As we approach a new year, we tend to think about new beginnings. For many, January 1st suggests a time for starting some new habit, starting a new project, or simply starting over. The idea of setting new year’s resolutions has become cliché.
Yet, most of us have things we would like to improve about our lives. We think about changes that could make us happier or more comfortable. Unfortunately, our wishes or dreams don’t seem to be enough to change our reality.
So, what can we do to turn those dreams into reality? How can we most effectively improve our lives? The answer is deceptively simple. We get more done, create positive change, and realize more of our dreams when we start with written, specific, and measurable goals.
In “What They Don’t Teach You at Harvard Business School,” Mark McCormack relates a study in 1979, where graduating students were asked whether they had set clear, written goals for their future, and made plans to accomplish them. Only 3% of the students had written goals and plans, 13% said they had goals, but not in writing, and 84% had no goals at all. Ten years later, the 13%, who said they had unwritten goals, were making twice as much as the 84% who had no goals, while the 3% with written goals were making ten times as much. Other studies have shown that people who set specific, written goals accomplish much more than those who don’t.
But, it’s not quite so simple. Here are a few guidelines if you want to tap into the power of goal-setting to improve your life.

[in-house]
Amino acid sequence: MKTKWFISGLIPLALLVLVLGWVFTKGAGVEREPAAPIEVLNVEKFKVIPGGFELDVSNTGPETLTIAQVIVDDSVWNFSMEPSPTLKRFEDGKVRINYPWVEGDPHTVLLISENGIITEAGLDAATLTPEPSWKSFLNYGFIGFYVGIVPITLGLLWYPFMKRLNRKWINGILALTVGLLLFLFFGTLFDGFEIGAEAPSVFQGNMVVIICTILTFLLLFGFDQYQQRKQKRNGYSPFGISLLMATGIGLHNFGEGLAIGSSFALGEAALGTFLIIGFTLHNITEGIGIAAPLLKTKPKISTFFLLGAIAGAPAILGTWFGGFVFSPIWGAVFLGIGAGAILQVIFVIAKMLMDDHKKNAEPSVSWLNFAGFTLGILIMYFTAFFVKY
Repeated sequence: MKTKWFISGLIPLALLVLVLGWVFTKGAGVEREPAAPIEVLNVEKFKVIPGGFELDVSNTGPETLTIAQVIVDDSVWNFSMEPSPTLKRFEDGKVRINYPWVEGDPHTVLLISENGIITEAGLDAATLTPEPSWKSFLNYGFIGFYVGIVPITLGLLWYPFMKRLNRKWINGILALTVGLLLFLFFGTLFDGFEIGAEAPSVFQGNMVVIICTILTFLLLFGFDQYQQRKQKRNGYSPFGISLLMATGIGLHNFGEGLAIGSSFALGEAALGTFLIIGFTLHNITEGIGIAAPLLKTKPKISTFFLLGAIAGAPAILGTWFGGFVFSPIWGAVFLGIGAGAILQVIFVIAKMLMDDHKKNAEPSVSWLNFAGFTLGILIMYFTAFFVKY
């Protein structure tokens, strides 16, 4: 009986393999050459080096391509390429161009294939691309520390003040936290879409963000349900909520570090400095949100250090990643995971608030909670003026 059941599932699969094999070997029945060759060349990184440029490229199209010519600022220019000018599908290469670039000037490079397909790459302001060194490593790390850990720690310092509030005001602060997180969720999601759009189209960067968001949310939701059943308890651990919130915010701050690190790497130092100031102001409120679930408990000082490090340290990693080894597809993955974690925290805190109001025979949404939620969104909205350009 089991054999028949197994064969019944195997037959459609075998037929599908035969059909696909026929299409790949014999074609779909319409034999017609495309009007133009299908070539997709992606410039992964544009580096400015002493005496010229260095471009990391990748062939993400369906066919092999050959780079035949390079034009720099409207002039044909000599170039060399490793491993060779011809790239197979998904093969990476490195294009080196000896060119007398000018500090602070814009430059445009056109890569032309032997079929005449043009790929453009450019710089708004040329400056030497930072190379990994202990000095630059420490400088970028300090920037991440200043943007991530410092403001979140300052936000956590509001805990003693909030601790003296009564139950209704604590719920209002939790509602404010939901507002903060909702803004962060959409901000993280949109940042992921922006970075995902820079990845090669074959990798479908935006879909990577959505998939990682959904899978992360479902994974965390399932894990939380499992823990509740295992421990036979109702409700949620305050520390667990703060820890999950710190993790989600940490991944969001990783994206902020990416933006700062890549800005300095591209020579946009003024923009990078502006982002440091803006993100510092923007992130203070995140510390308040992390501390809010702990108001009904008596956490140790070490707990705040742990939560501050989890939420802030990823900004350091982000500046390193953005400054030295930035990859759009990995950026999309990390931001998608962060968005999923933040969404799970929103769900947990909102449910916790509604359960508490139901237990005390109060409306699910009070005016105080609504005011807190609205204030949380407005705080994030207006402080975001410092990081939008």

- Your goals need to be specific. A goal of “I want to lose weight” is too vague. A specific goal like, “I want to lose 25 lbs.” is much better. The subconscious mind seems to connect to a specific number or amount, in a way that charges our motivation and determination.
- You need a deadline. You will be much more motivated by a goal of “I will clean out the closet by 5:00 Saturday,” than you will the goal “I will clean out the closet.” Try to make it a reasonable deadline, but set one.
- Make the goal measurable. This may be accomplished by making the goal specific, but it may not. There needs to be no question whether you met the goal. Anyone should be able to tell whether you succeeded.
- Determine a strategy to meet the goal. Make a plan. How do you plan to accomplish the goal? What are the intermediate steps you will have to take?
- Post the goal where you will see it. To be successful, you will need to be reminded of the goal. I’m sure that this is the reason someone invented refrigerator magnets.
- Tell a supportive, encouraging friend. Having an accountability partner can really help. They may be aggravating, but nonetheless helpful.
Give it a try. You have nothing to lose. See if goal-setting can work for you in changing your life for the better. And there’s no better time than the beginning of a new year!